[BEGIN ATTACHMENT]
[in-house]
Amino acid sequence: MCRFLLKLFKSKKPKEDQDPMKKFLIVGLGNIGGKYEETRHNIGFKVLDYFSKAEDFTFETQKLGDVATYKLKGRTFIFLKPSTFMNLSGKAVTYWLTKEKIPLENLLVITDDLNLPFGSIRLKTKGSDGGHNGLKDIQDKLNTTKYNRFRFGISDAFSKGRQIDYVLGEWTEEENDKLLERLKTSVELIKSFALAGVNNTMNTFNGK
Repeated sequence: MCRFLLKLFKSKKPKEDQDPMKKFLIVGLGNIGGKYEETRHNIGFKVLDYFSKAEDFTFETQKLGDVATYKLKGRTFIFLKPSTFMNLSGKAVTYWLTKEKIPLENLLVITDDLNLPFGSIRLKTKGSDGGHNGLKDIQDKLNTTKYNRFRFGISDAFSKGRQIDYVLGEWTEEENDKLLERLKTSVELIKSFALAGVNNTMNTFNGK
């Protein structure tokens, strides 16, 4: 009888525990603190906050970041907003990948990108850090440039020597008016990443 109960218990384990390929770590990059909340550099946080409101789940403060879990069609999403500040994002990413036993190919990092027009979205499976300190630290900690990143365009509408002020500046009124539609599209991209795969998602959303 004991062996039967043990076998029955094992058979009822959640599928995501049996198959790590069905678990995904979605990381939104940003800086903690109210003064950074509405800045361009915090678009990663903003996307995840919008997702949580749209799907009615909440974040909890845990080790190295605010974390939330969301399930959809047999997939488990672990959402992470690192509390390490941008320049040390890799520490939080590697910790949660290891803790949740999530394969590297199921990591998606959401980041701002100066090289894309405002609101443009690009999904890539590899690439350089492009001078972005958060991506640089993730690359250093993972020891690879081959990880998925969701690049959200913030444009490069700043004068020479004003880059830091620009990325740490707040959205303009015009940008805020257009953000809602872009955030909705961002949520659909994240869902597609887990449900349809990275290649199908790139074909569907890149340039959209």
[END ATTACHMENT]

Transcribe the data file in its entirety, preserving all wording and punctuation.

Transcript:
[in-house]
Amino acid sequence: MCRFLLKLFKSKKPKEDQDPMKKFLIVGLGNIGGKYEETRHNIGFKVLDYFSKAEDFTFETQKLGDVATYKLKGRTFIFLKPSTFMNLSGKAVTYWLTKEKIPLENLLVITDDLNLPFGSIRLKTKGSDGGHNGLKDIQDKLNTTKYNRFRFGISDAFSKGRQIDYVLGEWTEEENDKLLERLKTSVELIKSFALAGVNNTMNTFNGK
Repeated sequence: MCRFLLKLFKSKKPKEDQDPMKKFLIVGLGNIGGKYEETRHNIGFKVLDYFSKAEDFTFETQKLGDVATYKLKGRTFIFLKPSTFMNLSGKAVTYWLTKEKIPLENLLVITDDLNLPFGSIRLKTKGSDGGHNGLKDIQDKLNTTKYNRFRFGISDAFSKGRQIDYVLGEWTEEENDKLLERLKTSVELIKSFALAGVNNTMNTFNGK
């Protein structure tokens, strides 16, 4: 009888525990603190906050970041907003990948990108850090440039020597008016990443 109960218990384990390929770590990059909340550099946080409101789940403060879990069609999403500040994002990413036993190919990092027009979205499976300190630290900690990143365009509408002020500046009124539609599209991209795969998602959303 004991062996039967043990076998029955094992058979009822959640599928995501049996198959790590069905678990995904979605990381939104940003800086903690109210003064950074509405800045361009915090678009990663903003996307995840919008997702949580749209799907009615909440974040909890845990080790190295605010974390939330969301399930959809047999997939488990672990959402992470690192509390390490941008320049040390890799520490939080590697910790949660290891803790949740999530394969590297199921990591998606959401980041701002100066090289894309405002609101443009690009999904890539590899690439350089492009001078972005958060991506640089993730690359250093993972020891690879081959990880998925969701690049959200913030444009490069700043004068020479004003880059830091620009990325740490707040959205303009015009940008805020257009953000809602872009955030909705961002949520659909994240869902597609887990449900349809990275290649199908790139074909569907890149340039959209």